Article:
Starting or buying a franchise offers the opportunity to achieve the entrepreneurship dream while capitalizing on the structure of a franchise system. As this dream takes shape, it's important to determine how a small business owner (SBO) can finance their franchise, since many variables affect their ability to secure credit. It's important for entrepreneurs to understand the available financing options and be aware of how "fine print" such as fees, collateral, loan terms and more can impact the total cost of credit. When seeking a loan or line of credit, savvy franchise owners will weigh the pros and cons of finance options including U.S. Small Business Administration (SBA) loans, conventional loans, Rollovers for Business Startups and inclusion of equity investors. With these options, which type of financing may be the best fit for achieving business success as a new franchise owner?
One option SBOs may consider are SBA 7(a) and 504 loan products, since these loans can provide cash savings, lower down payments and longer terms than conventional loans. The SBA guarantees a portion of these loans for banks, meaning that these lenders are usually more willing to approve these loans for SBOs who may not have the credit score or history needed for a conventional loan.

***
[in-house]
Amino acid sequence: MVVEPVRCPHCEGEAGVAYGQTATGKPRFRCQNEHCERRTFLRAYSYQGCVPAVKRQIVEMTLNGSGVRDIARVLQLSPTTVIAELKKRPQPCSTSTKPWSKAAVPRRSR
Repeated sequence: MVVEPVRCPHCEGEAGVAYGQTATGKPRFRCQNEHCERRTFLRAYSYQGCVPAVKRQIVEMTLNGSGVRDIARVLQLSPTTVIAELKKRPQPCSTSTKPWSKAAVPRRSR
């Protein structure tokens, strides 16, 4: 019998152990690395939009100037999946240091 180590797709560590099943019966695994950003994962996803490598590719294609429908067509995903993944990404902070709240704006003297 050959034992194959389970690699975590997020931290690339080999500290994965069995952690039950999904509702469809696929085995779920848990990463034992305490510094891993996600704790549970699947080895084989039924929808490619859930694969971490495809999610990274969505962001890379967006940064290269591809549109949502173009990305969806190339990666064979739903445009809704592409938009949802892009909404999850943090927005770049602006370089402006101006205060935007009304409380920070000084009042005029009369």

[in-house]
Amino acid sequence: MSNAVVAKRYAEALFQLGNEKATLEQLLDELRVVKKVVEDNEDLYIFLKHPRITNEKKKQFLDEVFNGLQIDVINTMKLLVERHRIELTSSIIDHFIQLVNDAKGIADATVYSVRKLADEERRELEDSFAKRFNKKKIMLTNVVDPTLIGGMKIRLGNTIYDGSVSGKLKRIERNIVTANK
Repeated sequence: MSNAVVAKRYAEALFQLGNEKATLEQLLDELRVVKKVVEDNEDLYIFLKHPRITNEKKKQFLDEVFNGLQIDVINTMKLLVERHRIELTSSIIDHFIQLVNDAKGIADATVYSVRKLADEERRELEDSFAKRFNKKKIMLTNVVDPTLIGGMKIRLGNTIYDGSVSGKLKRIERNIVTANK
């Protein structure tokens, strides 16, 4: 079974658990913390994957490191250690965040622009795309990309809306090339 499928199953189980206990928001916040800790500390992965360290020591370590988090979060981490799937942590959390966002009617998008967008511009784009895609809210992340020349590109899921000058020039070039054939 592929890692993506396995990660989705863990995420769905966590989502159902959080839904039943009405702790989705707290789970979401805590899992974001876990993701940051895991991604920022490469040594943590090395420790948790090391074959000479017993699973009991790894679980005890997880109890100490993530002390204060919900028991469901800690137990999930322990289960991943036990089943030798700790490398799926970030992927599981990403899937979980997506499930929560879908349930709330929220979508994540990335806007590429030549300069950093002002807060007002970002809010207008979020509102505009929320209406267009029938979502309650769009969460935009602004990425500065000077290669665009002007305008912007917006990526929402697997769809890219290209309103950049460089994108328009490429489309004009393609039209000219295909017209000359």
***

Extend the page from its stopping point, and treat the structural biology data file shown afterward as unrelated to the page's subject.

SBA 7(a) loans help business owners obtain financing for general business purposes, including working capital; buying equipment or furniture; buying or renovating buildings and refinancing debt. 7(a) loans of up to $5 million are issued with terms of up to 10 years for working capital and 25 years for fixed assets, compared to conventional loans that typically carry 15- to 20-year terms. Lower equity injection requirements, typically 10 percent, and a longer term (or payback period) create lower monthly payments, allowing SBOs to preserve their cash so they can invest excess funds into their businesses. However, 7(a) loans are typically more expensive upfront, always require a personal guarantee and if not fully secured, SBOs must provide a lien on other personal assets, including their home.
Like 7(a) loans, SBA 504 loans require less money down and have longer terms, but can only be used as long-term, fixed-rate financing for purchasing major assets like real estate and long-term machinery or to renovate facilities. This means that any startup cost (including franchise fees) would come out of the franchisee's pocket or be covered through...